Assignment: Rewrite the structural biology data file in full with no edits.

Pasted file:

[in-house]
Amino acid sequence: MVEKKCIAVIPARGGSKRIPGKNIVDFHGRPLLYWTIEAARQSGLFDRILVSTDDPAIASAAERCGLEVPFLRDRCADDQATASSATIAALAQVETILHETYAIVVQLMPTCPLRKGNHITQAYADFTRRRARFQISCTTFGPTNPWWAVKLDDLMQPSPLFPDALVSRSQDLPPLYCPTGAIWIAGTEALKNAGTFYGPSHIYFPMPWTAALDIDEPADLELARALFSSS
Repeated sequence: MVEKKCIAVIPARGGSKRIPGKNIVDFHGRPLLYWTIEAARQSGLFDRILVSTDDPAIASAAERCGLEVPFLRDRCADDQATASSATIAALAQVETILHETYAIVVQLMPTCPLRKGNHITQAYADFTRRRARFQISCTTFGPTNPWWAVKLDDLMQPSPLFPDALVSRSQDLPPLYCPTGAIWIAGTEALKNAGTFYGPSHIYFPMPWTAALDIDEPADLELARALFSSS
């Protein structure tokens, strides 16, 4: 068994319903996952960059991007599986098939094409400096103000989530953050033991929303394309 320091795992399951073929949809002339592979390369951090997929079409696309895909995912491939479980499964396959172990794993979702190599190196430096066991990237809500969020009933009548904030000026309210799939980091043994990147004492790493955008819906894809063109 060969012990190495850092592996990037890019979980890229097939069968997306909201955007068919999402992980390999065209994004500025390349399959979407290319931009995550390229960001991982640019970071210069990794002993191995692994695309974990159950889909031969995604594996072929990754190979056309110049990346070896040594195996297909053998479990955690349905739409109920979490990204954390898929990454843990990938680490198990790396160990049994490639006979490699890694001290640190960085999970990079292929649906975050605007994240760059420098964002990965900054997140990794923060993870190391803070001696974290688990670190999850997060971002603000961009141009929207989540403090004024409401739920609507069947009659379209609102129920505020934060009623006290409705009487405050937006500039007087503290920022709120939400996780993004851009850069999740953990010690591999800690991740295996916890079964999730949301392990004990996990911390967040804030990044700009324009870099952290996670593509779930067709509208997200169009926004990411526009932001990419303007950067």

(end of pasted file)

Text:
[in-house]
Amino acid sequence: MVEKKCIAVIPARGGSKRIPGKNIVDFHGRPLLYWTIEAARQSGLFDRILVSTDDPAIASAAERCGLEVPFLRDRCADDQATASSATIAALAQVETILHETYAIVVQLMPTCPLRKGNHITQAYADFTRRRARFQISCTTFGPTNPWWAVKLDDLMQPSPLFPDALVSRSQDLPPLYCPTGAIWIAGTEALKNAGTFYGPSHIYFPMPWTAALDIDEPADLELARALFSSS
Repeated sequence: MVEKKCIAVIPARGGSKRIPGKNIVDFHGRPLLYWTIEAARQSGLFDRILVSTDDPAIASAAERCGLEVPFLRDRCADDQATASSATIAALAQVETILHETYAIVVQLMPTCPLRKGNHITQAYADFTRRRARFQISCTTFGPTNPWWAVKLDDLMQPSPLFPDALVSRSQDLPPLYCPTGAIWIAGTEALKNAGTFYGPSHIYFPMPWTAALDIDEPADLELARALFSSS
């Protein structure tokens, strides 16, 4: 068994319903996952960059991007599986098939094409400096103000989530953050033991929303394309 320091795992399951073929949809002339592979390369951090997929079409696309895909995912491939479980499964396959172990794993979702190599190196430096066991990237809500969020009933009548904030000026309210799939980091043994990147004492790493955008819906894809063109 060969012990190495850092592996990037890019979980890229097939069968997306909201955007068919999402992980390999065209994004500025390349399959979407290319931009995550390229960001991982640019970071210069990794002993191995692994695309974990159950889909031969995604594996072929990754190979056309110049990346070896040594195996297909053998479990955690349905739409109920979490990204954390898929990454843990990938680490198990790396160990049994490639006979490699890694001290640190960085999970990079292929649906975050605007994240760059420098964002990965900054997140990794923060993870190391803070001696974290688990670190999850997060971002603000961009141009929207989540403090004024409401739920609507069947009659379209609102129920505020934060009623006290409705009487405050937006500039007087503290920022709120939400996780993004851009850069999740953990010690591999800690991740295996916890079964999730949301392990004990996990911390967040804030990044700009324009870099952290996670593509779930067709509208997200169009926004990411526009932001990419303007950067």